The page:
The Quest for Longitude

Quest for Longitude

The Proceedings of the Longitude Symposium,
Harvard University, Cambridge, Massachusetts
November 4-6, 1993
Hardcover Edition: November, 1996

By William J.H. Andrewes (Editor)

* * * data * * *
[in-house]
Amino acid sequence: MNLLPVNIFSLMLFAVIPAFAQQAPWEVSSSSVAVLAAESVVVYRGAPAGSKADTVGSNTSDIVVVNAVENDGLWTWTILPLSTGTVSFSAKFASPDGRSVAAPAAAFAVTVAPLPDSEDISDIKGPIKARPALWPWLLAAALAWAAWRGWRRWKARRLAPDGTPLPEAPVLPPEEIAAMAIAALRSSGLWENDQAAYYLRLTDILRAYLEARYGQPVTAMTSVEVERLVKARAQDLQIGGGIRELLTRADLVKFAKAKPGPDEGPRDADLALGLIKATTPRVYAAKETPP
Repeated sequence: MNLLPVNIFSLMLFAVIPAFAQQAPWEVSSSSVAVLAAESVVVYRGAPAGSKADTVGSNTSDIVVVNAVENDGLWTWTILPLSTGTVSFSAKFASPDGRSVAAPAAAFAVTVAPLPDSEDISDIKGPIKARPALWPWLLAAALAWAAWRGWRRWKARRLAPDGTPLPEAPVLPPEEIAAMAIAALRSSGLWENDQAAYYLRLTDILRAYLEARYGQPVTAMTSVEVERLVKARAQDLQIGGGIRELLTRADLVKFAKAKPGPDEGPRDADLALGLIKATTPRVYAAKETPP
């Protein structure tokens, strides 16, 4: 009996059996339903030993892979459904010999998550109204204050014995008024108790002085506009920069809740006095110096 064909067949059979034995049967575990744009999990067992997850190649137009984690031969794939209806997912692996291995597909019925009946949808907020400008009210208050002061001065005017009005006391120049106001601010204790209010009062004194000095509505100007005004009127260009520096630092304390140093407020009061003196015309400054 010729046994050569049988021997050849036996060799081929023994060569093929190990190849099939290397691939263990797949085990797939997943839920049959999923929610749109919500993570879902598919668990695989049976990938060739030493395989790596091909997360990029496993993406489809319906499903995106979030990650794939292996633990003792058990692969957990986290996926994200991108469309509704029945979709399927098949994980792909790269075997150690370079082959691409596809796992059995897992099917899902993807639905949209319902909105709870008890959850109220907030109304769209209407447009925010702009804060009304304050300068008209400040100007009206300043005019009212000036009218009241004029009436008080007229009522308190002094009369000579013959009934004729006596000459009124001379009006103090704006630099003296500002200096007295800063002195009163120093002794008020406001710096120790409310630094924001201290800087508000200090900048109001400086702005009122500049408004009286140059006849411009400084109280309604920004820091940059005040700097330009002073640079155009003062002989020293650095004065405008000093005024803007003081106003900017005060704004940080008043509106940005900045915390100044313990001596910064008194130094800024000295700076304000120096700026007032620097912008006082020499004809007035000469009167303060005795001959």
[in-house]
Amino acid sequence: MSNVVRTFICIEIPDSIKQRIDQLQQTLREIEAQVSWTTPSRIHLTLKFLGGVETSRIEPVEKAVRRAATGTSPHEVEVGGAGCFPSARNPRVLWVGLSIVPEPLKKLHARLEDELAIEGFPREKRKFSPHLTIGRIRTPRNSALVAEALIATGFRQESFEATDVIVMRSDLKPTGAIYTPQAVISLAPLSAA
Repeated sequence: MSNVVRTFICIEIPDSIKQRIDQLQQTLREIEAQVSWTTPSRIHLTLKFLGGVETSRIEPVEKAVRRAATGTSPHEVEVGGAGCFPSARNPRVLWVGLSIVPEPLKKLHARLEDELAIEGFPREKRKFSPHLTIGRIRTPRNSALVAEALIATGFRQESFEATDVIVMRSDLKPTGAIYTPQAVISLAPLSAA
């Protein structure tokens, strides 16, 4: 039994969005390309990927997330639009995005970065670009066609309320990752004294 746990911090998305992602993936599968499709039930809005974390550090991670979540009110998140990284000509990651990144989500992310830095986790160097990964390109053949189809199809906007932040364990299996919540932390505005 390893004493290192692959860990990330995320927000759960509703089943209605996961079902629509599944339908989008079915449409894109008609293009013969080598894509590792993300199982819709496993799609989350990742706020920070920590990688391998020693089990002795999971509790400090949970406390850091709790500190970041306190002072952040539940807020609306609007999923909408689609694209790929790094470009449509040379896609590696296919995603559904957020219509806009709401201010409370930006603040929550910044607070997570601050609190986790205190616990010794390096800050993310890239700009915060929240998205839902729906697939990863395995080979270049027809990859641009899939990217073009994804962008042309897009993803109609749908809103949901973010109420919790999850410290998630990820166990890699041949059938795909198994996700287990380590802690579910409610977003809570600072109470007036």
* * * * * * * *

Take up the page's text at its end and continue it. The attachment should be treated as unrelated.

After 1492, a key component of global dominance by the major seafaring European nations was the knowledge of latitude/longitude, whether on land or sea. Means of establishing latitude were developed, but methods for determining longitude (the measurement of lunar distances or eclipses on Jupiter's satellites) remained imperfect. A third method using "marine timekeepers," or chronometers, was the object of a competitive struggle eventually won by clockmaker John Harrison. These papers by 20 leading scholars and experts, presented at a 1993 conference, capture in their excellent writing and well-researched history the people and the technological demands involved in the creation of these unique clocks, where an error in seconds puts one miles off course. Also covered is the interplay of science, politics, and economics. The 260 illustrations are beautifully reproduced; many have never been published before.